Ogamba Frances’s short story My Husband’s Wife was announced the English language winner of the Kalahari Short Story Prize 2020 today, December 1, 2020. Second and third place went to Howard M-B Maximus and Muhumuza Charles respectively.
In May, La Cene Littéraire, famous for the Prix Les Afriques, unveiled the Kalahari Short Story Competition for writers producing work in Kiswahili, French, or English who have not written a full-length novel. The prize was to be judged by Neema Mturo, Lello Mmasy, and Elias Mutani in Kiswahili; Armand Gauz, Hélène Tissières, Aurore Foukissa, Philippe Bonvin, Astrid Aïdolan-Ague and Flora Agnes Nda Zoa in French; and Elnathan John, Caoilinn Hughes, and May-Ian Tan in English.
The English section of the competition received 286 stories from 49 countries and from these, the judges announced the winners today. They are;
My Husband’s Wife by Ogamba Frances (Port Harcourt, Nigeria)
A quietly devastating work that realizes its ambitions with impeccable grace while feeling completely organic. Seemingly without exposition, the writer establishes the characters, setting, and cultural mores, and, through the cadence of the language, subtly evokes the story’s emotional climate and constellation. I was captivated by the serene precision of the writing, its strong, steady pulse, and the many layers moving beneath its surface. –
“My Husband’s Wife” introduces an arresting, humorous and incisive voice from the first sentence and maintains it to the last. A timeless, deeply compelling story, teeming with perfectly observed details. The narrative carries the reader confidentially along as though we were strapped to the speaker’s chest.
From the first fertile paragraph, My Husband’s Wife skillfully situates using the lush and fecund world which is the protagonist’s percipient mind. The story, simple but by no means simplistic, takes us on an intimate journey of loss and love and the heaviness of betrayal.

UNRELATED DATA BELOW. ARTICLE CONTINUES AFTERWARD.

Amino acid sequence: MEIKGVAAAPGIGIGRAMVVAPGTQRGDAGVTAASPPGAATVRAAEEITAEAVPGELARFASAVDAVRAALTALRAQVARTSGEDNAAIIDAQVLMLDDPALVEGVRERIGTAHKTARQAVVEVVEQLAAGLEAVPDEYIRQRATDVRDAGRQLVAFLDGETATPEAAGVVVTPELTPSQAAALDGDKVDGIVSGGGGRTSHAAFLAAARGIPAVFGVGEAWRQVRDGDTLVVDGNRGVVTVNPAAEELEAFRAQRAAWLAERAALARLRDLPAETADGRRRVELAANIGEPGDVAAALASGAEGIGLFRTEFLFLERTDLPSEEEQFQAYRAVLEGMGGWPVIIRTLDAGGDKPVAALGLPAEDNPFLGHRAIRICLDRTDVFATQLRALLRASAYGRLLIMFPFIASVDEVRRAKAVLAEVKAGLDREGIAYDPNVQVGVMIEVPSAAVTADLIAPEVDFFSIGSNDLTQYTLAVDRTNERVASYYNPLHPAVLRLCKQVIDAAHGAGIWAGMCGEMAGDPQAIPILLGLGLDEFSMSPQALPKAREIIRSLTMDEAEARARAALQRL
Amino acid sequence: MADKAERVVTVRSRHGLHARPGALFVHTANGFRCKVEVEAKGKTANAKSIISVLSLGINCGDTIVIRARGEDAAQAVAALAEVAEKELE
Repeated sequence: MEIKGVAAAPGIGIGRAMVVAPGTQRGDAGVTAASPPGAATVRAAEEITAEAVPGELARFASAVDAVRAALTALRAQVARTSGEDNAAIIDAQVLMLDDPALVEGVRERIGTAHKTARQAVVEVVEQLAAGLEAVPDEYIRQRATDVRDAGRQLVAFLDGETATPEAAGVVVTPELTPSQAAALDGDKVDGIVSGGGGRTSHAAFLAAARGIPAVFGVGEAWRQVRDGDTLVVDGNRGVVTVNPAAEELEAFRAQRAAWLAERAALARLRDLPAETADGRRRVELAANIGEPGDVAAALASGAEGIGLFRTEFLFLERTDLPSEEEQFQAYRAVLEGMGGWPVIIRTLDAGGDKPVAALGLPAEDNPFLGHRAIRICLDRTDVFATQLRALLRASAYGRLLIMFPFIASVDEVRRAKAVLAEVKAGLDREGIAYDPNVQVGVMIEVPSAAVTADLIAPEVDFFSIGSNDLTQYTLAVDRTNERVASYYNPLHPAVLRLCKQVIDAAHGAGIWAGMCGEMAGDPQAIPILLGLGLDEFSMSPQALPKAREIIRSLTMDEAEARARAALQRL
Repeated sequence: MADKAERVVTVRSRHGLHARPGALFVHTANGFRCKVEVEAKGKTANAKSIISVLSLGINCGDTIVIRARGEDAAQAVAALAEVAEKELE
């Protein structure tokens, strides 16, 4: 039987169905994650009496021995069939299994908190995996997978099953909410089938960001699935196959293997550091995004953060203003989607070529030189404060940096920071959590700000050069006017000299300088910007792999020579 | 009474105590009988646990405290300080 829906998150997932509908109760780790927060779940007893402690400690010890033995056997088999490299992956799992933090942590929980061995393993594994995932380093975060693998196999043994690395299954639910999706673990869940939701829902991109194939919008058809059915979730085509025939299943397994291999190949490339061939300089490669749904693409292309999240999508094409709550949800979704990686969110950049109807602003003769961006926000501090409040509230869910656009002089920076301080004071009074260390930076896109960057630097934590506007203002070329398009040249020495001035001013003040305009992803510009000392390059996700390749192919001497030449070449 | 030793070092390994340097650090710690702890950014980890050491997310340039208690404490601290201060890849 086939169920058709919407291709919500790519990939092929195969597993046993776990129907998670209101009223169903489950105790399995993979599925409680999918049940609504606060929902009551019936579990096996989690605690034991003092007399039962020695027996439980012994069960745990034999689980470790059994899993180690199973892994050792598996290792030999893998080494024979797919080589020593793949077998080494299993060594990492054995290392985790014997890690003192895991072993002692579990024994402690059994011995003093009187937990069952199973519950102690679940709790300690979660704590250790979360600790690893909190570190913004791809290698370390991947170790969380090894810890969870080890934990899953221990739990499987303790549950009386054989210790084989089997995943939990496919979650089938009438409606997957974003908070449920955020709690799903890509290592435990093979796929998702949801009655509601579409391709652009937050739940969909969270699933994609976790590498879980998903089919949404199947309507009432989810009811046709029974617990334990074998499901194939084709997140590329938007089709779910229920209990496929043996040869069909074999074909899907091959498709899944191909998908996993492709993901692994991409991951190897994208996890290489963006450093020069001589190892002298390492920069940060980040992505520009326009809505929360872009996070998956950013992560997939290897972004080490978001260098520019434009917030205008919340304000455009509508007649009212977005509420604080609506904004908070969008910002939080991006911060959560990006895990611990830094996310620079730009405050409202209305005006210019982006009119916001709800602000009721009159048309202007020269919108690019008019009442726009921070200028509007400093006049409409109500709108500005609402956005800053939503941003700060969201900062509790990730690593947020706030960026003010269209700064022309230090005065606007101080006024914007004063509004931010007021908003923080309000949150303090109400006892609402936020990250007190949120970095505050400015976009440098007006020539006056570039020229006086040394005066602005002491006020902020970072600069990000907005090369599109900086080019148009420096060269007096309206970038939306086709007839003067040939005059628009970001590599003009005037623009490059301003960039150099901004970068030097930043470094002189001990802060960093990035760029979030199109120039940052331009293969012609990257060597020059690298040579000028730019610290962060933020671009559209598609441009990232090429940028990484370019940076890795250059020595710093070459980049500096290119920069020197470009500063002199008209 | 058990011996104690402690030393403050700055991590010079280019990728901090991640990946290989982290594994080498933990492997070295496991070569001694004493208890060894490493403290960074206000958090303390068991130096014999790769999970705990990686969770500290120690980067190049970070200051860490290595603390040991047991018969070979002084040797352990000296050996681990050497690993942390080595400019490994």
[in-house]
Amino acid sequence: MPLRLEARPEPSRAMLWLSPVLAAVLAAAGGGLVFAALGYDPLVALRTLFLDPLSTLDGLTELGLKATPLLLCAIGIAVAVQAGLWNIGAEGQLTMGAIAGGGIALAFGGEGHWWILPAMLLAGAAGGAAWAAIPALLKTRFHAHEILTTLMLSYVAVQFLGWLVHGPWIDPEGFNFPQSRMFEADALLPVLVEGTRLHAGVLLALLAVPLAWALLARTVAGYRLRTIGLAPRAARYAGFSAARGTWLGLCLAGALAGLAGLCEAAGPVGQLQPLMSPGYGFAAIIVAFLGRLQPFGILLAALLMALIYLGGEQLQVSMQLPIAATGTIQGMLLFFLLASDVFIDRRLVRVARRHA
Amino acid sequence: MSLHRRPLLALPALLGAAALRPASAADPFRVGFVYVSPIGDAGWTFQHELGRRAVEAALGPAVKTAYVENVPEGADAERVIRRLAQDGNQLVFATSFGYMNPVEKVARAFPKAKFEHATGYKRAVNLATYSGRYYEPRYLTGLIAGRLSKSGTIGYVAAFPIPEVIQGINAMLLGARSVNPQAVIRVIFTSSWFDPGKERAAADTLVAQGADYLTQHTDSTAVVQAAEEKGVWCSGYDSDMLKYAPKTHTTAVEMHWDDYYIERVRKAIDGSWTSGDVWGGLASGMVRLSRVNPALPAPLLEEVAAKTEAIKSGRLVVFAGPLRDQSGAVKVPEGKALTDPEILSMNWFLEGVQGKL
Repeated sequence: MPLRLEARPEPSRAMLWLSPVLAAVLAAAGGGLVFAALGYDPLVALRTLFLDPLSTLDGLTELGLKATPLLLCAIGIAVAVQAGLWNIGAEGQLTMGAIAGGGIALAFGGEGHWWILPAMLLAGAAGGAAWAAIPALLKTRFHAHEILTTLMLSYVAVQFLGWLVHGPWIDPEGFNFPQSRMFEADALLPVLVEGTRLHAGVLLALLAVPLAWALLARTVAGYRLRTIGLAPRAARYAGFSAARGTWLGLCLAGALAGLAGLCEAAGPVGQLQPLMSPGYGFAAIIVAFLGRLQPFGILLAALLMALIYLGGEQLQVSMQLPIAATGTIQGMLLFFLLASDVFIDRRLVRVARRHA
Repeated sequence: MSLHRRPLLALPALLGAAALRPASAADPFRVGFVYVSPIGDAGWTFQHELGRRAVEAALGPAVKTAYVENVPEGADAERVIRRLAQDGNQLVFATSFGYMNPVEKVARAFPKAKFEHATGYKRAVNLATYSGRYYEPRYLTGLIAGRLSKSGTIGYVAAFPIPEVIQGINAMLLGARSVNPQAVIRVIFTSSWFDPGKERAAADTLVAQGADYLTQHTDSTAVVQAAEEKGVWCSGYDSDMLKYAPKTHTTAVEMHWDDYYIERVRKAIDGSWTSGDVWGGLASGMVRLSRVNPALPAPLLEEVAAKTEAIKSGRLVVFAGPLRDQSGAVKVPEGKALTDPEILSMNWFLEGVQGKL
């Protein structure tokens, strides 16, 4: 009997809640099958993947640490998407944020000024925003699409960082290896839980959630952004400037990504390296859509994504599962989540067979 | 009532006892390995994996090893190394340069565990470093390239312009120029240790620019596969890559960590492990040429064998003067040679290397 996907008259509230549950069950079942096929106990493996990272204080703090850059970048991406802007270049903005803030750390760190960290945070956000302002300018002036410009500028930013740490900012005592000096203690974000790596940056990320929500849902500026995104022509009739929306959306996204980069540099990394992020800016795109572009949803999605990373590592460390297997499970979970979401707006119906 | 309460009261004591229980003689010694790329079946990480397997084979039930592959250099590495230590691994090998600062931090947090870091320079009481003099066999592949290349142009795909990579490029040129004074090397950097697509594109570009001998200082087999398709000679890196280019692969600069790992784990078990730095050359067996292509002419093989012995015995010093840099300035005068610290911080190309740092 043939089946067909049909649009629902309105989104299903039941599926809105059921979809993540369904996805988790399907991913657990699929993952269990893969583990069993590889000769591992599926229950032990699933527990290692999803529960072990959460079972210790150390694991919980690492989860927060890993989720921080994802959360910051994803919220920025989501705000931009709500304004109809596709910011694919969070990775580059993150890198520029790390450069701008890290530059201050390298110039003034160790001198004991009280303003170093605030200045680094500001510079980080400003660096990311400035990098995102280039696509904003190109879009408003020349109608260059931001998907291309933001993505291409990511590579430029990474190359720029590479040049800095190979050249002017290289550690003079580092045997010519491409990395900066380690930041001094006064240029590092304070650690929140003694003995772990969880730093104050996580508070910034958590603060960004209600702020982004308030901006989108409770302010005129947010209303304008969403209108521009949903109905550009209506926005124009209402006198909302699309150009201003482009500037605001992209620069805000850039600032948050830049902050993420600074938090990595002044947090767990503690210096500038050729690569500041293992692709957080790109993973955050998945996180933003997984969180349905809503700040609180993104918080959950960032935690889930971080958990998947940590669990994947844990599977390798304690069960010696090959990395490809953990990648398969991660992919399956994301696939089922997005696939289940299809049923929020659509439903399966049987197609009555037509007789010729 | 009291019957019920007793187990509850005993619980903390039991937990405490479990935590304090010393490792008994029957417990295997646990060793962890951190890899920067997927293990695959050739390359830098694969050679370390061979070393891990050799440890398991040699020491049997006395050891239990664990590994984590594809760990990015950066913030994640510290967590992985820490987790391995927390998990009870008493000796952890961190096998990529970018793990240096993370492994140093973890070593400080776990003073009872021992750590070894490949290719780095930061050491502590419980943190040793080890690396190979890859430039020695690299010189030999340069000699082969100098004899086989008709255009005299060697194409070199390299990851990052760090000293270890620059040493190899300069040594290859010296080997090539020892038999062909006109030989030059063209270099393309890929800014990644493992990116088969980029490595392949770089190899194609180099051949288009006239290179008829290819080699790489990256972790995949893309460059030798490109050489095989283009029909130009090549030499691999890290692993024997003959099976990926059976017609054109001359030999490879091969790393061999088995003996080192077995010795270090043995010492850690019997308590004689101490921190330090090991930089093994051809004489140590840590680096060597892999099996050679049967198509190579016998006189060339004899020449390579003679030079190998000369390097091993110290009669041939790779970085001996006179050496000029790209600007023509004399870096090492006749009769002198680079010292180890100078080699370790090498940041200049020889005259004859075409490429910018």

A Mother’s Face Is An Atlas That Leads You Home by Howard M-B Maximus (Buea, Cameroon)
In this story about two teenagers secretly plotting to move to the United States, the immigrant dream is superimposed onto the transition into adulthood. As they prepare to leave their homeland, the boys are forced to choose between the need to individuate and the desire to maintain fealty to their loved ones. As they cross boundaries and chart new territory, customary rites of passage become indistinguishable from scorched earth transgressions. This story is funny and heartbreaking, and its confident, kinetic voice had me gripped from the start.
This story’s voice is pitch-perfect: propulsive, authentic, energetic, and aspirational. The story’s scope is bravado as its narrator; compressing what could well be a picaresque novella into just 3,300 words. The characterization is very compelling, suggesting a creative energy that promises fine work.
Confident and unruly, this short story swashbuckles its way through this often humorous narrative with sprightly language. Through its rich characterization, the protagonist plotting to leave his home country, comes alive, and with him his angst, his desires, and his dreams.
The Machine by Muhumuza Charles (Kampala, Uganda).
This affecting and memorable story about a village being slowly consumed by modernization is narrated from the collective perspective of the boys in the community. The first-person plural voice gives the piece a haunting, choral resonance, and it helps us to understand how connected these boys are to each other and to the communal well and stream that interlace every aspect of their lives and facilitate their friendships and relationships. Their bodies and the bodies of water are locked together like parts of a machine that is gradually dissembled and usurped by the monstrous presence of the water pipeline.
A beautifully controlled with wonderfully placed detail, ‘The Machine ’is an allegorical story that plays into and adapts the archetypal story about technology forcefully introduced to rural communities and gravely interfering with the balance and rhythms of those communities. The voice has a certain mechanistic, historiographical quality that is an unexpected and effective choice.
Through this well-paced narrative, the apt metaphor of the machine — the slow insidious incursion of technology and development touted as advancement into the lives of people with often disastrous effects — skillfully makes us question the legacy of modern inventions. Through its poignant and poetic language, The Machine lays bare the challenges facing those who seek to dismantle the monsters of modernity.
The prize will be handed out in a ceremony on December 5, 2020.